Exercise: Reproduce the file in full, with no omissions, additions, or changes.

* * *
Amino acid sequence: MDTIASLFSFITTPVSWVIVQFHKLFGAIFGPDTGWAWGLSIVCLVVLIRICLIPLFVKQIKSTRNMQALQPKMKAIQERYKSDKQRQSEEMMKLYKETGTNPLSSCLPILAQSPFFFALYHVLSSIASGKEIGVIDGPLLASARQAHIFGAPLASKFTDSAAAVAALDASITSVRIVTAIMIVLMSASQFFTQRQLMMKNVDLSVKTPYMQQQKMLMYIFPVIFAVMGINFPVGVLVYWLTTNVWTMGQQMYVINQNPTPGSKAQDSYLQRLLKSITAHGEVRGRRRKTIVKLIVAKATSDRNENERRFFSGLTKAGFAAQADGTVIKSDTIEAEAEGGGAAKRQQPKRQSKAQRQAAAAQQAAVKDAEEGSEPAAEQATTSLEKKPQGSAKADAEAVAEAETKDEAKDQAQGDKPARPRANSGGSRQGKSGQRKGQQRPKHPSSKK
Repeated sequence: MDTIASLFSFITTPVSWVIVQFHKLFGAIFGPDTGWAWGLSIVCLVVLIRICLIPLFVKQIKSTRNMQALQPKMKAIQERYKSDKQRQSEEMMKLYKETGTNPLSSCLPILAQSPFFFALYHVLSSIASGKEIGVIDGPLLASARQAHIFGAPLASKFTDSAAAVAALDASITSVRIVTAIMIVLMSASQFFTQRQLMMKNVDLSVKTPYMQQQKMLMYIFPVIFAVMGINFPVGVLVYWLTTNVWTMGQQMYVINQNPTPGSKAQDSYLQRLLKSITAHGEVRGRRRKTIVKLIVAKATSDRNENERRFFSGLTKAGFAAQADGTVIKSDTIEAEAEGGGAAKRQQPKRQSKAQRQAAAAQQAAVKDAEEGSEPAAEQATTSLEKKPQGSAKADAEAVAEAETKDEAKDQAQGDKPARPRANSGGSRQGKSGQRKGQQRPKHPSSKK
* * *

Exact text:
Amino acid sequence: MDTIASLFSFITTPVSWVIVQFHKLFGAIFGPDTGWAWGLSIVCLVVLIRICLIPLFVKQIKSTRNMQALQPKMKAIQERYKSDKQRQSEEMMKLYKETGTNPLSSCLPILAQSPFFFALYHVLSSIASGKEIGVIDGPLLASARQAHIFGAPLASKFTDSAAAVAALDASITSVRIVTAIMIVLMSASQFFTQRQLMMKNVDLSVKTPYMQQQKMLMYIFPVIFAVMGINFPVGVLVYWLTTNVWTMGQQMYVINQNPTPGSKAQDSYLQRLLKSITAHGEVRGRRRKTIVKLIVAKATSDRNENERRFFSGLTKAGFAAQADGTVIKSDTIEAEAEGGGAAKRQQPKRQSKAQRQAAAAQQAAVKDAEEGSEPAAEQATTSLEKKPQGSAKADAEAVAEAETKDEAKDQAQGDKPARPRANSGGSRQGKSGQRKGQQRPKHPSSKK
Repeated sequence: MDTIASLFSFITTPVSWVIVQFHKLFGAIFGPDTGWAWGLSIVCLVVLIRICLIPLFVKQIKSTRNMQALQPKMKAIQERYKSDKQRQSEEMMKLYKETGTNPLSSCLPILAQSPFFFALYHVLSSIASGKEIGVIDGPLLASARQAHIFGAPLASKFTDSAAAVAALDASITSVRIVTAIMIVLMSASQFFTQRQLMMKNVDLSVKTPYMQQQKMLMYIFPVIFAVMGINFPVGVLVYWLTTNVWTMGQQMYVINQNPTPGSKAQDSYLQRLLKSITAHGEVRGRRRKTIVKLIVAKATSDRNENERRFFSGLTKAGFAAQADGTVIKSDTIEAEAEGGGAAKRQQPKRQSKAQRQAAAAQQAAVKDAEEGSEPAAEQATTSLEKKPQGSAKADAEAVAEAETKDEAKDQAQGDKPARPRANSGGSRQGKSGQRKGQQRPKHPSSKK